Wow, how far I have come! Tomorrow I have planned to ask students to share their thinking on character traits, based on details from the book Wonder. My first idea on how to do this was by having students work on their ipads, and respond using the app ‘Padlet’. A great way for the students to show and share their thinking collaboratively. Those trusty post it notes that before would be my go to, will be saved for another day! This tech thinking is not new. As I enter my third year of teaching in a 5th grade class, at a school that has a1:1 Program in Upper Elementary, my current planning consistently reflects students learning through the use of technology. Our recent writer’s workshop was a Blogging Unit, Google Maps features in our Social Studies lesson on Absolute & Relative Location, the app pic collage was a tool for showcasing global citizenship and, student created math tutorials regularly feature in my math planning rotations. Last year I participated in the iLearning initiative in my elementary school. This gave me a wealth of opportunities to tinker with apps, and look for ways to integrate them in the classroom. So yes, I think I am doing a pretty job of promoting and encouraging the use of technology in my classroom!
Yet despite all of the above, does it mean I am actually any good at it?! I often find myself asking the question ‘Am I even using the technology effectively?’, or, “Does this tool ensure the students are gaining the knowledge with deeper understanding?” There are days where I am giving myself quiet pats on the back, and others, where I am searching out those students who are seriously in the tech ‘know’, and can mentor the students (and me!) who may be struggling with a tech issue. My colleague Disha, in her recent Coetail post titled ‘Where Do I Stand‘, referred to an Edutopia article entitled, What is Successful Technology Integration? Effective technology integration, “ is achieved when students are able to select technology tools to help them obtain information in a timely manner, analyze and synthesize the information, and present it professionally. The technology should become an integral part of how the classroom functions — as accessible as all other classroom tools.” I am in agreement with her opinion. The video on SAMR – A Model for Instructional Technology Use, gives detailed definitions and examples of their definition of technology related to education. From watching this, I feel I am clearly ‘nesting’ in the Modification stage, with ‘flashes’ of both Refection and Augmentation occurring in my classroom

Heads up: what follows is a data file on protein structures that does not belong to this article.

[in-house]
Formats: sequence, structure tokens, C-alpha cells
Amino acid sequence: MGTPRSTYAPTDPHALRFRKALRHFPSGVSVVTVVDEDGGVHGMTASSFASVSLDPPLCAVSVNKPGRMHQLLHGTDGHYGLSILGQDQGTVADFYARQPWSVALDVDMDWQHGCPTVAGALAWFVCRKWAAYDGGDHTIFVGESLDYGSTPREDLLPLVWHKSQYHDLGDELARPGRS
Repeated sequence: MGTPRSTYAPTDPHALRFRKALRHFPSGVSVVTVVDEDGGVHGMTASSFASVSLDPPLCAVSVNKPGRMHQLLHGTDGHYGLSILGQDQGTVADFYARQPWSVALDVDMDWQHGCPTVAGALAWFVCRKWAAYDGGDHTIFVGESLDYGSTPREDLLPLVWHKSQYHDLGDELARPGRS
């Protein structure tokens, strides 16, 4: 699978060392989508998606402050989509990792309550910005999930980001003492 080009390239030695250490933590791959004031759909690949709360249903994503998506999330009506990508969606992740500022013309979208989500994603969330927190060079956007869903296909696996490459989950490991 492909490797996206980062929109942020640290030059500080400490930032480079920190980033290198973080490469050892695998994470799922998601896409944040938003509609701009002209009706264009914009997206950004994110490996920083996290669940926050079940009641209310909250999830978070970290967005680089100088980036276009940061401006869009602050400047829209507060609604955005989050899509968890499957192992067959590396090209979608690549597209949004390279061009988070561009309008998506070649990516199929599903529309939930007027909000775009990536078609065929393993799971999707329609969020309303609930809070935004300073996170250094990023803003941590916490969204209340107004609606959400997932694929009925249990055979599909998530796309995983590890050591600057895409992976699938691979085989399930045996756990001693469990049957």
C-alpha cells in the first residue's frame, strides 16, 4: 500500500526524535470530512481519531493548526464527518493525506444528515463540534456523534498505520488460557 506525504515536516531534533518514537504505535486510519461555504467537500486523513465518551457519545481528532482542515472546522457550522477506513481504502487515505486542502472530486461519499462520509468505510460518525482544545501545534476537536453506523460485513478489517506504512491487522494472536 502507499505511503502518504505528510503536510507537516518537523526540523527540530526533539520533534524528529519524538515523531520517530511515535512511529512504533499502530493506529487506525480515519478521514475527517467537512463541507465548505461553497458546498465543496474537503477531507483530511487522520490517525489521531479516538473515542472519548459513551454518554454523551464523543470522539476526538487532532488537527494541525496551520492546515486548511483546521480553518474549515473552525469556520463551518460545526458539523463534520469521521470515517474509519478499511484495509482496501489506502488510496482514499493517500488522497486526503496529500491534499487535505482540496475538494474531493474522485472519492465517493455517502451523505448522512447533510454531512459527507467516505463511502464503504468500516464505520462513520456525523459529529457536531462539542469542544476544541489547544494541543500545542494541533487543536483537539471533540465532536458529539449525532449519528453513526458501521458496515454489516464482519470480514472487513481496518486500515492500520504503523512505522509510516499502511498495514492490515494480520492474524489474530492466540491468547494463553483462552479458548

So I am left thinking not only about what the best approach to integrating technology is, but how I can move on wards and upwards in the SAMR Model. What can I do about it in my classroom? KEEP GOING I think has to be the answer! The easiest mindset and approach to integrating meaningful technology in my classroom, is to view it as just another teaching tool, that I will value and use where and when I see it best fits my students and their learning. Looking to include it as I would include a hands on activity for science, ensuring it remains meaningful. If it doesn’t happen that day, well shouldn’t that be ok? As teachers, our commitment is to our students and their learning styles, which can be very different. A range of learning experiences need to be regularly included and revisited, to ensure all learners are benefiting. My colleague Frank posted that ‘Technology integration is using technology to apply knowledge in new ways’, a statement I find myself nodding in agreement with. Tech is another, be it great, teaching tool.
According to Edutopia article, the SAMR Model of integration states that successful technology integration is achieved at its best, when a child or a teacher doesn’t stop to think that he or she is using a technology tool — it is second nature. In order to get to this stage we need to recognise that this process will take time. The end goal of ensuring technology is integrated should be one that has demonstrates many components – great content with students who demonstrate deeper understanding on the subject matter, and fingers crossed, with some great tech! Photo credit : flickr.com